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According to a breakthrough discovery by Chinese scientists, there could be an “ocean” hidden under one of the driest areas on the earth. The amount of salt water found beneath the Tarim basin in northwestern Xinjiang province might be equivalent to 10 times the water in all five Great Lakes in the North America.
“This is a terrifying amount of water,” said professor Li Yan, who led the study at the Chinese Academy of Sciences’ Xinjiang Institute of Ecology and Geography in Urumqi, the Xinjiang capital. “Never before have people dared to imagine so much water under the sand. Our definition of desert may have to change,” he said.
Around 10 years ago during the course of research, Li’s team found that large amounts of carbon-dioxide are disappearing in Tarim, with no explanation over where it could be going.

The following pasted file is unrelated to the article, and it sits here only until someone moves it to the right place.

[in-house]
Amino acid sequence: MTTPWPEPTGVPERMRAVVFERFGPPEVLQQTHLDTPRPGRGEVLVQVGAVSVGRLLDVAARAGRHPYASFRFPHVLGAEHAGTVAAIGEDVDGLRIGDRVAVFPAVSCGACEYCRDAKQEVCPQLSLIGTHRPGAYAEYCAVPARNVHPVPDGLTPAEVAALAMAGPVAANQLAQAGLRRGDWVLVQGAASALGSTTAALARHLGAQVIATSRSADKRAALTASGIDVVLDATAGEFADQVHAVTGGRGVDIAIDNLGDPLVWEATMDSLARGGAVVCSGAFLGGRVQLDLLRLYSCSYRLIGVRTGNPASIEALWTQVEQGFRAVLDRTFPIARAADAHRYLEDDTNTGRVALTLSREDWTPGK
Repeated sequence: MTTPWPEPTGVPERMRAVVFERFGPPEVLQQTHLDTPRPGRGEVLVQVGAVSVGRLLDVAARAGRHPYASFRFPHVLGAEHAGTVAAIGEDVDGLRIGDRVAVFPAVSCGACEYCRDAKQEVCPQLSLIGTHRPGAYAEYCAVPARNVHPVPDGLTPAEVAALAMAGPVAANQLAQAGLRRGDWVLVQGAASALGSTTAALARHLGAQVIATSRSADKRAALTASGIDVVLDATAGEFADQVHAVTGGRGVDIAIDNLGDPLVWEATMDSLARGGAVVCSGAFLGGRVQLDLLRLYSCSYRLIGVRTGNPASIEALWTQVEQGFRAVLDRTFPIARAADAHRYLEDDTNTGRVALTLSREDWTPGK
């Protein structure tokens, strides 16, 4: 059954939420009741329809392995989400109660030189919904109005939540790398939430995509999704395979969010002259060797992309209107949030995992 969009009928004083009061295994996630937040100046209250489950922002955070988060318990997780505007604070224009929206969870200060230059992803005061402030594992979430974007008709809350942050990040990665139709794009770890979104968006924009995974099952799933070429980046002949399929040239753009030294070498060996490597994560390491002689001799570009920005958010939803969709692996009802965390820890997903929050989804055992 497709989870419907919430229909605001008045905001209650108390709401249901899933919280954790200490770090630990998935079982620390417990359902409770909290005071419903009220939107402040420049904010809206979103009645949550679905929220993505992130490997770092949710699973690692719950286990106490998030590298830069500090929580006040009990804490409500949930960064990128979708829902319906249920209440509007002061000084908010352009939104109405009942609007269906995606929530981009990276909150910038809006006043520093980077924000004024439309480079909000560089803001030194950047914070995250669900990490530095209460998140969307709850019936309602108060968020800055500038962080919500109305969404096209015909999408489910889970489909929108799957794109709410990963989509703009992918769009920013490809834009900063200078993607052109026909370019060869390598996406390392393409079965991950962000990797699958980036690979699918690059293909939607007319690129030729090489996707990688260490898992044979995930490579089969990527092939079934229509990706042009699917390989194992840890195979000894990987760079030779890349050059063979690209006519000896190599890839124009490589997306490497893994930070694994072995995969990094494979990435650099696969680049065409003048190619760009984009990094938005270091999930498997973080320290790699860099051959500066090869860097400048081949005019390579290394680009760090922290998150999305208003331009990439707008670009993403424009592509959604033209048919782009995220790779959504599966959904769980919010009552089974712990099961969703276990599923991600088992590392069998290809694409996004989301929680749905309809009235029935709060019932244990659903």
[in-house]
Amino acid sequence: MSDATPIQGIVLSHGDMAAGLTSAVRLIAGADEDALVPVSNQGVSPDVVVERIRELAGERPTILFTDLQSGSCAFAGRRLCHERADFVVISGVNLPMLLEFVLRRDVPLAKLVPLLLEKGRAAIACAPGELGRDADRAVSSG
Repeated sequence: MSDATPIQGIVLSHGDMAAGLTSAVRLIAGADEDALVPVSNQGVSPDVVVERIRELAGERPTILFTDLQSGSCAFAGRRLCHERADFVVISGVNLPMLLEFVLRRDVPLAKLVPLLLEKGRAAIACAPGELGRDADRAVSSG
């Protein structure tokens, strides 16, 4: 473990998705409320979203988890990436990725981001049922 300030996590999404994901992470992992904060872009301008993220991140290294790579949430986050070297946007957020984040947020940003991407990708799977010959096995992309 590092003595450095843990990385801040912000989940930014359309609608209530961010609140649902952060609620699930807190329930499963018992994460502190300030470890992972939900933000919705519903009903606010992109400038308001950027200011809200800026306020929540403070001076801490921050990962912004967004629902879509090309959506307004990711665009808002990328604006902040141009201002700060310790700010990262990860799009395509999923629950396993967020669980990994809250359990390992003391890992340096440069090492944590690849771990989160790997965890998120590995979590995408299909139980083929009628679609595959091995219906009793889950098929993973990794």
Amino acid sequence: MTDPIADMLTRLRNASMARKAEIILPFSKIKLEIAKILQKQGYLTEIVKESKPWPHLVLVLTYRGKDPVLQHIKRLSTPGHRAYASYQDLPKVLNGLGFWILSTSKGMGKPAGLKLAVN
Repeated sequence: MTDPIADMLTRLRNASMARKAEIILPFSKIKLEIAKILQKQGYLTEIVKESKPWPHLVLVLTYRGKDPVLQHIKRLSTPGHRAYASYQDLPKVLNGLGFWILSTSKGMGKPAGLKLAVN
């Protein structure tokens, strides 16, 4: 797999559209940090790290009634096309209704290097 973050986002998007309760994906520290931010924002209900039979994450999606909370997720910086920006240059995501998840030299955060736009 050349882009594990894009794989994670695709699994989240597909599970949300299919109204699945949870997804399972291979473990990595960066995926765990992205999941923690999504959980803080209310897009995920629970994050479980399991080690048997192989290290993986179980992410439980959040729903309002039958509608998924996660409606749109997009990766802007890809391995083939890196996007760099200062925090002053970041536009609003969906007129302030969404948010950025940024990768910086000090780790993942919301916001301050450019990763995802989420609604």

Scientists had suspected that the melt water from high mountains nearby might had sipped beneath the basin, but the exact amount of water reserves available remains unknown. Exact estimates on this are difficult, because surface water in the region, such as seasonal rivers and lakes appear at random times in inconsistent locations, making direct measurements impossible.